Cohort 25 of the Mandel School for Educational Leadership presented the main policy recommendations, the products of three intensive weeks of work on the Group Exercise, at an event held at the Mandel School for Educational Leadership on January 29. The event was attended by
Mr. Shmuel Abuav, director general of Israel's Ministry of Education;
Professor Jehuda Reinharz, president of the Mandel Foundation,
Mr. Stephen Hoffman, vice chairman of the Mandel Foundation, and
Mr. Moshe Vigdor, director general of the Mandel Foundation–Israel.
"The group exercise is a central element in our program of study," said
Danny Bar Giora, director of the Mandel School for Educational Leadership. "It enables fellows to encounter and address a real issue from the field that is of concern to the education system," he continued. "I am full of admiration for the way you, the fellows of Cohort 25, handled this challenge, for the learning process you underwent, and for your dedication to the task."
"The group exercise attests to the longstanding and deep professional relationship we have with the Ministry of Education," said
Professor Jehuda Reinharz, president of the Mandel Foundation. "Every year, the subject for the group exercise is chosen by the leadership of the Ministry, thus giving the fellows an opportunity to study and understand in depth an issue that is currently on the agenda of the leaders of the education system, and to make a contribution to the system by presenting a summary document that includes recommendations for action," he said.
As part of the exercise, the 21 fellows of Cohort 25 devoted three weeks of intensive work to the issue of gaps in Israeli education. The document produced by the fellows was based on extensive studies that have been conducted in each of the relevant fields, and presented three recommendations for generating change and making a significant contribution to reducing gaps in the Israeli education system.
The first recommendation seeks to improve the
quality of teaching in disadvantaged schools by defining teaching in these schools as a distinct professionalization that requires special training. This training encompasses three principal fields: the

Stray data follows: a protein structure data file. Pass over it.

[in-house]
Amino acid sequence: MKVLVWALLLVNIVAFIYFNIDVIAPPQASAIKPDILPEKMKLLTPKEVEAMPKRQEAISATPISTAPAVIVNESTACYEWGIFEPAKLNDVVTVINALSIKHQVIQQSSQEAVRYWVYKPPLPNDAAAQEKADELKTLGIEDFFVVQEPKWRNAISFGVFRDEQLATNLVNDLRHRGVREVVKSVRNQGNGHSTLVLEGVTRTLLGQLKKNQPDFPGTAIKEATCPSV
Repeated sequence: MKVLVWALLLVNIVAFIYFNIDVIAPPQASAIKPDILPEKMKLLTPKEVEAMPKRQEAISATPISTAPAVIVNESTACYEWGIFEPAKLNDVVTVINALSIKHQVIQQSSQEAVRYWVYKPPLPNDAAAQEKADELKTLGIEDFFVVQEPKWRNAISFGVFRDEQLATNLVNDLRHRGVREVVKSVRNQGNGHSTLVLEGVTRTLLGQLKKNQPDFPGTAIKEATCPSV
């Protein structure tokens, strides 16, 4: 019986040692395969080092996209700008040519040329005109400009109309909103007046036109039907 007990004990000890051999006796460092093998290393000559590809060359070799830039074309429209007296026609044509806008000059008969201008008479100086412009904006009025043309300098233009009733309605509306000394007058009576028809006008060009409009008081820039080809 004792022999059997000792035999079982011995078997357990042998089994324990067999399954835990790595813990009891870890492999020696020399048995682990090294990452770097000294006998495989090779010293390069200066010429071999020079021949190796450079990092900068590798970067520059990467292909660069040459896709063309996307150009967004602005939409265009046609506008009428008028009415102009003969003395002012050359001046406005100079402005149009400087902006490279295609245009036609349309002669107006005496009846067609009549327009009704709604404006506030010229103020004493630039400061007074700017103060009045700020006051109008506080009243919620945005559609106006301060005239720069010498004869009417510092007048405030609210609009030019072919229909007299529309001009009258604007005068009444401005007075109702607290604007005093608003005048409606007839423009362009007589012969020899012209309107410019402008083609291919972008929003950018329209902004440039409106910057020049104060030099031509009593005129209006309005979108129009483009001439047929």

emotional domain, which involves the development of empathy and acceptance; the
social domain, in which teachers learn to view students within their social, cultural, and familial contexts; and the
pedagogical domain, which includes the use of critical pedagogy that pays particular attention to the cultural context of the individual, one-on-one teaching, remedial teaching, and dealing with learning disabilities.
The second recommendation seeks to set up
"Family Learning Centers" that would offer a range of content for parents and children and encourage parents to see themselves as learning and developing individuals, in order to promote continued development and education of parents, and as a result, their involvement in their children's education.
The third recommendation is to leverage the planned
Early Childhood Council to function as a meaningful body with practical impact. This recommendation highlights the importance of early childhood (birth to three years) as a critical period in children’s development. According to this recommendation, the Early Childhood Council now in formation would act as an interdisciplinary mechanism to regulate all solutions and responses relevant to this age group.
Mr. Shmuel Abuav, the director general of Israel's Ministry of Education, responded to the presentation: "The three proposals you put forward are three components that have real value and meaning. Why? Firstly, because the relationship between teacher and student, the faith, and the ability to inculcate students with the path to achievement, all depend, in the end, on the interaction between teacher and student. Your second recommendation, which was very insightful, stresses the family element. All research indicates that the family is the key arena associated with academic achievement, motivation, and support for the student in their learning and development. Your third suggestion, to start everything in early childhood, is entirely correct," said Abuav.
Read the Summary of Findings and Recommendations (Hebrew) >>